The nurse was, initially at least, proven right, with the physicist deploying such technologies as an electromagnetic pulse device, which could knock out all the electrical systems in a rival’s chair with one blast, leaving them at the mercy of his laser gun. “He just kept upping the ante,” says the source. “Next thing we knew, he had some kind of mini-missile launcher with which to blow opponents to smithereens. (Obviously, being a scientific genius, he had also designed some sort of inertial compensation system to deal with the recoil). Nobody could compete with him and he just sailed through round after round, with his carer cleaning up. Soon, though, the odds shortened, as nobody would bet against Hawking. It was sucking all the fun out of the sport.” Inevitably, other contestants started to lodge complaints, claiming that Hawking’s innovations weren’t in the original spirit of ‘Disability Wars’. “That’s the thing,” confides the source. “From the outset, the contests had been built around the idea of fairness. Obviously, as not all disabilities are equal – the use of technology was intended to even up the odds, not give an overwhelming advantage to one contestant or another.” This idea of equality was why the wheelchairs were armoured – to ensure the contests wouldn’t be over too quickly.
“Otherwise, could you imagine if one contestant had a huge electric drill mounted on their chair and their opponent had only a cricket bat, well, it would be no contest, would it?” says the source. “All over in a couple of turns of that drill.” According to the source, the rules and principles underpinning the ‘Disability Wars’ contests have always been complicated. “We were acutely aware that if we had restricted them to just people in wheelchairs, then there would be accusations of discrimination,” they pointed out. “We had to ask ourselves if the solution would be to allow all contestants to use wheelchairs, just so long has they have some kind of physical disability? Because a contest between a guy in an armoured wheelchair and a bloke with a walking frame would be completely unbalanced and therefore no fun to watch.” There also had to be precautions to stop unscrupulous teams from sticking corpses in wheelchairs, then controlling them remotely – as with no living person in the seat, they would have infinite endurance, being impervious to damage. “Look, many might think that these contests are in bad taste,” the source says. “But that’s no excuse for them being unfair – which was why we had to do something about Professor Hawking’s participation.”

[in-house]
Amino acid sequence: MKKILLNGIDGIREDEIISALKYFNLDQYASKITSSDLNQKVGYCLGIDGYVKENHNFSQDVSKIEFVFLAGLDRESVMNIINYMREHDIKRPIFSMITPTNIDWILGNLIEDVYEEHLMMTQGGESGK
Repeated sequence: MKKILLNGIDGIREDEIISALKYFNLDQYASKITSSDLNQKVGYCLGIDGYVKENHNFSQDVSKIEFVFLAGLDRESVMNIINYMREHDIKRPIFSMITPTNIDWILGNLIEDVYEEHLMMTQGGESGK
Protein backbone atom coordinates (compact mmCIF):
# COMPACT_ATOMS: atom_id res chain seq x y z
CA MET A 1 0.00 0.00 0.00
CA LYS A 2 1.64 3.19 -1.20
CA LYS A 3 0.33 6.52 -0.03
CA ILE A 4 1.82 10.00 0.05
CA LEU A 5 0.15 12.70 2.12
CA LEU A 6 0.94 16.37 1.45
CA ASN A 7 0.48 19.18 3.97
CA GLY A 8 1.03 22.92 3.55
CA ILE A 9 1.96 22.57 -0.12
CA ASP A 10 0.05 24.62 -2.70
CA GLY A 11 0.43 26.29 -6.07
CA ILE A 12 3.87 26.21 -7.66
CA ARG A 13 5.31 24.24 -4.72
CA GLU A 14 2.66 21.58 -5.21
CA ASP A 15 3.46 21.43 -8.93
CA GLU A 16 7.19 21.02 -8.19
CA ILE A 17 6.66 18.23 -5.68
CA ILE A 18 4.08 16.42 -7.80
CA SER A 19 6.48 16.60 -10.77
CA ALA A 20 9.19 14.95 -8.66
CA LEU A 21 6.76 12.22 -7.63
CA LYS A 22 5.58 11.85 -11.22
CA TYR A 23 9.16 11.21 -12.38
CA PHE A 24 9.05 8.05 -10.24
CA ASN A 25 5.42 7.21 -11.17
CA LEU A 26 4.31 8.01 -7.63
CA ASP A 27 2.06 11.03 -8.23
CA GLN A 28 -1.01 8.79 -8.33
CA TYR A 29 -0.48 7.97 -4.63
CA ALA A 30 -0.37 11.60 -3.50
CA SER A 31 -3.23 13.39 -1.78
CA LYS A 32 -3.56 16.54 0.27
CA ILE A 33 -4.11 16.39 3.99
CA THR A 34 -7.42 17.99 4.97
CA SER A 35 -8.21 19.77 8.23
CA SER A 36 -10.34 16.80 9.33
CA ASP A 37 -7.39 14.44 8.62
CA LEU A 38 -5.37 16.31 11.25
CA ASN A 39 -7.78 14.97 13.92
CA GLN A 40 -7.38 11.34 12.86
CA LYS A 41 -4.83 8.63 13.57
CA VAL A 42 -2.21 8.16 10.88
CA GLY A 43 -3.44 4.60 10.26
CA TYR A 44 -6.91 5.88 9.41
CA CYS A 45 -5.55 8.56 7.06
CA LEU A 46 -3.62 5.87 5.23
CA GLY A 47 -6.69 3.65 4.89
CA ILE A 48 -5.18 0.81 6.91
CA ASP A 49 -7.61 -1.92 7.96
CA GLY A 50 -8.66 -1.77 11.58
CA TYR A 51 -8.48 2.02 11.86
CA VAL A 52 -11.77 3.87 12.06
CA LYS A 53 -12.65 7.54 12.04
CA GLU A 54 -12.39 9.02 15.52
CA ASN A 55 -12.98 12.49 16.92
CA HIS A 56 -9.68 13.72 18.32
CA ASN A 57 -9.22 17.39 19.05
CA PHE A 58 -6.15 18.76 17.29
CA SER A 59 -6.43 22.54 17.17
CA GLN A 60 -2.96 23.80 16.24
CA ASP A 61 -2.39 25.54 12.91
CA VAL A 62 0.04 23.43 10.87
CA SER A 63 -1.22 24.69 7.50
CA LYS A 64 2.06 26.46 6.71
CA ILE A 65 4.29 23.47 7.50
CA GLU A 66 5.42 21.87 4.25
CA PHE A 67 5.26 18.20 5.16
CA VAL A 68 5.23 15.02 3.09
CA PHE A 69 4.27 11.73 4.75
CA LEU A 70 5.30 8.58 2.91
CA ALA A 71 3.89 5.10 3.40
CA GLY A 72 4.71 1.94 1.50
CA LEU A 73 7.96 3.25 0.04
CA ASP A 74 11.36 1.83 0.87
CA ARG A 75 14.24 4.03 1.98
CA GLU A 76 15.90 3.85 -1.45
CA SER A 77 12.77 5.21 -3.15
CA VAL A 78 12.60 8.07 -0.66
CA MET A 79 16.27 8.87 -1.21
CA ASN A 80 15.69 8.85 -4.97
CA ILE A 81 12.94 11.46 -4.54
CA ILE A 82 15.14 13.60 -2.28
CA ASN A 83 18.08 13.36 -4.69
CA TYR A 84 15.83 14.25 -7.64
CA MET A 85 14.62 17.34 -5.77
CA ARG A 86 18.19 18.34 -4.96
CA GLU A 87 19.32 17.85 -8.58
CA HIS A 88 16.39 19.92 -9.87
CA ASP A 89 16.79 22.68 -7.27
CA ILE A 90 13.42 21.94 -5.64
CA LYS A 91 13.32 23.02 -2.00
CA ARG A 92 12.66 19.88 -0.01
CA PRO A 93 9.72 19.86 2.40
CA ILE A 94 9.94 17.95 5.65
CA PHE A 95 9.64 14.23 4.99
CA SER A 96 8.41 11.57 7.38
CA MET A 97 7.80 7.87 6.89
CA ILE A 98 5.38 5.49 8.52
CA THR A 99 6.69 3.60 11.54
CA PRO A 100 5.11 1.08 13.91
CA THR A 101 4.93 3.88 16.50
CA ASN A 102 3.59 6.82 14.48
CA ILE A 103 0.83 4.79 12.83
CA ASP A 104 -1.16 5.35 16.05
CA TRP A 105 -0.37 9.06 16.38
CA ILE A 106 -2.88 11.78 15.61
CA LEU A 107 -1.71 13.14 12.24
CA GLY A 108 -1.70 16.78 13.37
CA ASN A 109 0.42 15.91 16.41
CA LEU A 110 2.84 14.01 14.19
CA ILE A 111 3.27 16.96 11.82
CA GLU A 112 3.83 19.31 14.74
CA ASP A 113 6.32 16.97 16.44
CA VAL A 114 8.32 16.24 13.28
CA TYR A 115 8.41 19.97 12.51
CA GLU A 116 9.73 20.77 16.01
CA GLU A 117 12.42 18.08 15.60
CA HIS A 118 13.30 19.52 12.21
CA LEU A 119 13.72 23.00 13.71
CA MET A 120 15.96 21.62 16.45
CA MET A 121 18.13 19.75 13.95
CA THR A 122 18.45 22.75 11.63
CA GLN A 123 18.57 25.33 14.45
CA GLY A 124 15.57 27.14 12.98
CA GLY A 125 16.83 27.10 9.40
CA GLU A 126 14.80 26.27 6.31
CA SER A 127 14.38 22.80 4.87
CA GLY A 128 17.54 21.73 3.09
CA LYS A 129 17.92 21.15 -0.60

While simply changing the rules to enforce a technologically level playing field for contestants might have been an option, the organisers of ‘Disability Wars’ instead opted for the simpler expedient of anonymously reporting Hawking’s nurse to the authorities for abuse. “At the time, it seemed like the easiest and quickest solution,” the source says. “We were banking on the fact that they wouldn’t be able to explain any of the bruising he’d sustained in the bouts without revealing their participation in illegal betting and gladiatorial contests that exploited the disabled. But clearly, they blew the whistle and now the whole operation has been exposed.” As it turns out, the organisers’ ultimately self destructive solution might have been unnecessary, with Professor Hawking dying not long after being effectively banned from the contests. “If we’d just hung on for a few months, the problem would have solved itself,” muses the source. “Of course, while, officially at least, Hawking died of ‘natural causes’, I can’t help but suspect that those Far Eastern betting syndicates might have had something to do with it – he’d cost them a lot of money, don’t forget.”